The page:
All fired up

In a small aikido studio on 257 Pine Street in Burlington, a juggler deftly slings four pins in a cascading pattern. A hoop artist hoists herself up and spins idly, suspended from the ceiling. These are event hosts Maïz Vargas Sandoval and Kayla “Maple” Steen, who greet each newcomer as they enter, accordion music playing jauntily overhead from the venue’s loudspeaker. Around the room friends and strangers chat and fiddle with their performance props, getting ready to practice in a dedicated space during one of the twice monthly winter flow jam sessions of the Burlington Burn Club, who will begin spinning with fire again in May.

The Burn Club started out of Vermont’s small circus arts community. “We had a circus group, focusing on all arts, but a lot of us are burners and dealing with fire and permits are required,” said Maïz, who studied circus arts in Columbia and has been an insured fire performer for over 20 years. Because they needed a safe and legal space to practice with fire, founders approached Burlington’s Parks, Recreation, and Waterfront Department to acquire the appropriate permits, insurance, and have safety measures vetted by the city’s Fire Department.

But it wasn’t just about legality. “We wanted to have a space and with that space reinforce the culture of fire dancing,” said Maïz. The community is very focused on being welcoming, kind, and inclusive to create a safe space for artistic exploration with fire. For many, it’s a very personal, spiritual experience. “I’m native, my grandmother is native from Costa Rica, so I was raised in those ways,” said Maïz, “For me the connection I have with the fire element … It’s sacred to me, but it’s different for everyone.” He notes a large focus is on the shapes you make. “When you spin fire, what is a spin itself? You’re creating a circle. You’re creating geometry.”

Poi for example, which originated with the Maori people of New Zealand, involves a round weight on a cord, usually two, that are spun in alternating and dynamic patterns, and is a popular choice among Burn Club members. With all of these props – staffs, fans, poi, there’s a geometry to the movements that’s mesmerizing to watch and that can be exhilarating to create. Like all dance, there is joy to be shared in connecting to your body in this way, “creating shapes and discovering your inner child, to be playful,” as Maïz shared with me. “It’s understanding more about my body, my potential, my boundaries.”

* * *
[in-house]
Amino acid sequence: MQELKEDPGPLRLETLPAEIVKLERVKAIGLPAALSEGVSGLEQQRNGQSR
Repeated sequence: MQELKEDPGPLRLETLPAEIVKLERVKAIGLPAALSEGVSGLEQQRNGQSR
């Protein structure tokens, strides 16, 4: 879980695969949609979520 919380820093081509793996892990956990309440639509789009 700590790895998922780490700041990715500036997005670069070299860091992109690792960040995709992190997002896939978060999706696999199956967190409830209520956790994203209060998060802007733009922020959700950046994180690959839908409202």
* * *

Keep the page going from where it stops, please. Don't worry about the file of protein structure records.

Ascent photo and video

Soon, summer sessions will take place in Battery Street Park, where experienced fire dancers and newcomers will come together again to skill share, practice, and talk safety in a designated burn space.
Burn Club host and founding member Maïz said safety is the first thing they go over each session. Orientation on proper fueling of props, waiver signing, and tutorials occur at the beginning of every meeting.

“We’re creating a safety culture,” says Maïz. For example, the club always maintains a minimum ratio of one spotter, equipped with special Kevlar or Duvetyne fireproof blankets, per two people controlling fire and they tend to recommend that newcomers practice with unlit props first.
“We’ve been trying to build a situation where the winter jams are a place where you come and build skills and practice here without lighting and then by summertime you know a few tricks,” said Maïz.
More experienced members like him are there to facilitate, encourage, and keep everyone safe. Even if you’ve missed the winter practice sessions, “You don’t need to know anything to come,” said Maïz.
Because the club can be costly to maintain with permits and paraffin fuel expenses, the Burn Club sells merchandise on Teespring, which can be found via their Instagram or Facebook, @burlingtonburnclub, and full $75 memberships for the summer season.

A membership is not required to attend though.

There’s a small suggested donation of $5, but they stress that they don’t want economic hardship to ever keep anyone away.

“Only give what you can,” says Maïz. Any profits the club makes beyond what they need to maintain events goes towards a yearly retreat they take in Johnson in the fall, where members will camp, spin fire, share food, and spend time together for the weekend. “Sharing is the essence of our community,” says Maïz, “We want to expand the community and we’re open to all levels.” For anyone interested in exploring with fire and new friends, the Burn Club will begin meeting in Battery Street Park May 3 from 7:30-9:30 p.m, and will continue every first and third Wednesday. You’ll certainly see Maïz, and you might just see me.